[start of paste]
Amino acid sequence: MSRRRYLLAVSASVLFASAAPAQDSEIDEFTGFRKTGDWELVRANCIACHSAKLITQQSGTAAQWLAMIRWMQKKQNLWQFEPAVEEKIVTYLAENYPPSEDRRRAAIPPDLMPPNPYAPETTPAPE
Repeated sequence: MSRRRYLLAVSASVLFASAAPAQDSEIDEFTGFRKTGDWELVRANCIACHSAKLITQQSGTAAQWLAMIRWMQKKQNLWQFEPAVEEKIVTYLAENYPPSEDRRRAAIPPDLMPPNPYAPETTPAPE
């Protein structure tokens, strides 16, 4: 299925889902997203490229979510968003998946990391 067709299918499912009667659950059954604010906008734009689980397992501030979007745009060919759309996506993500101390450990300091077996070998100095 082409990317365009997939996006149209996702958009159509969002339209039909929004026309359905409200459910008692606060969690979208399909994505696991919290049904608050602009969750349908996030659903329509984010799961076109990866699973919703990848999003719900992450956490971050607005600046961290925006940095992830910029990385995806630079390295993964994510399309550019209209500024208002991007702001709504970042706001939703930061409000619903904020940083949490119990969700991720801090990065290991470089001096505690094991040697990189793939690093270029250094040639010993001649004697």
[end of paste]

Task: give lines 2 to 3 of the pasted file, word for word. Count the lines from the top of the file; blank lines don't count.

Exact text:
Repeated sequence: MSRRRYLLAVSASVLFASAAPAQDSEIDEFTGFRKTGDWELVRANCIACHSAKLITQQSGTAAQWLAMIRWMQKKQNLWQFEPAVEEKIVTYLAENYPPSEDRRRAAIPPDLMPPNPYAPETTPAPE
């Protein structure tokens, strides 16, 4: 299925889902997203490229979510968003998946990391 067709299918499912009667659950059954604010906008734009689980397992501030979007745009060919759309996506993500101390450990300091077996070998100095 082409990317365009997939996006149209996702958009159509969002339209039909929004026309359905409200459910008692606060969690979208399909994505696991919290049904608050602009969750349908996030659903329509984010799961076109990866699973919703990848999003719900992450956490971050607005600046961290925006940095992830910029990385995806630079390295993964994510399309550019209209500024208002991007702001709504970042706001939703930061409000619903904020940083949490119990969700991720801090990065290991470089001096505690094991040697990189793939690093270029250094040639010993001649004697």